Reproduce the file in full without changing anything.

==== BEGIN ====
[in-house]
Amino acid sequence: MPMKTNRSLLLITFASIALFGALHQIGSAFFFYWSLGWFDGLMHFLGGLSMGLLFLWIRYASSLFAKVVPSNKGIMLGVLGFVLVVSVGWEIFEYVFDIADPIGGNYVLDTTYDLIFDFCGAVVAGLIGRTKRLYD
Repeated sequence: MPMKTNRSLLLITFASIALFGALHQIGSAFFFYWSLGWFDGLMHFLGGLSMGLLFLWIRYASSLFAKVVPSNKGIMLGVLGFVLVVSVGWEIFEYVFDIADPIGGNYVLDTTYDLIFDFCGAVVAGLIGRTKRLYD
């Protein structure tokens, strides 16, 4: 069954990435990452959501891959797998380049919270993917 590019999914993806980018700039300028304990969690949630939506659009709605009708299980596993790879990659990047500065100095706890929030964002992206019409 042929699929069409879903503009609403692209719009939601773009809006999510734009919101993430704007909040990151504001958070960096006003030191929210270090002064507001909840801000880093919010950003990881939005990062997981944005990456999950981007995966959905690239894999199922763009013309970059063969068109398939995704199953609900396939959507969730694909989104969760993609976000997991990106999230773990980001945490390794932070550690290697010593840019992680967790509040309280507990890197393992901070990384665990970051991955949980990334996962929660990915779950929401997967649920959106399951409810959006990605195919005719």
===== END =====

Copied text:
[in-house]
Amino acid sequence: MPMKTNRSLLLITFASIALFGALHQIGSAFFFYWSLGWFDGLMHFLGGLSMGLLFLWIRYASSLFAKVVPSNKGIMLGVLGFVLVVSVGWEIFEYVFDIADPIGGNYVLDTTYDLIFDFCGAVVAGLIGRTKRLYD
Repeated sequence: MPMKTNRSLLLITFASIALFGALHQIGSAFFFYWSLGWFDGLMHFLGGLSMGLLFLWIRYASSLFAKVVPSNKGIMLGVLGFVLVVSVGWEIFEYVFDIADPIGGNYVLDTTYDLIFDFCGAVVAGLIGRTKRLYD
């Protein structure tokens, strides 16, 4: 069954990435990452959501891959797998380049919270993917 590019999914993806980018700039300028304990969690949630939506659009709605009708299980596993790879990659990047500065100095706890929030964002992206019409 042929699929069409879903503009609403692209719009939601773009809006999510734009919101993430704007909040990151504001958070960096006003030191929210270090002064507001909840801000880093919010950003990881939005990062997981944005990456999950981007995966959905690239894999199922763009013309970059063969068109398939995704199953609900396939959507969730694909989104969760993609976000997991990106999230773990980001945490390794932070550690290697010593840019992680967790509040309280507990890197393992901070990384665990970051991955949980990334996962929660990915779950929401997967649920959106399951409810959006990605195919005719």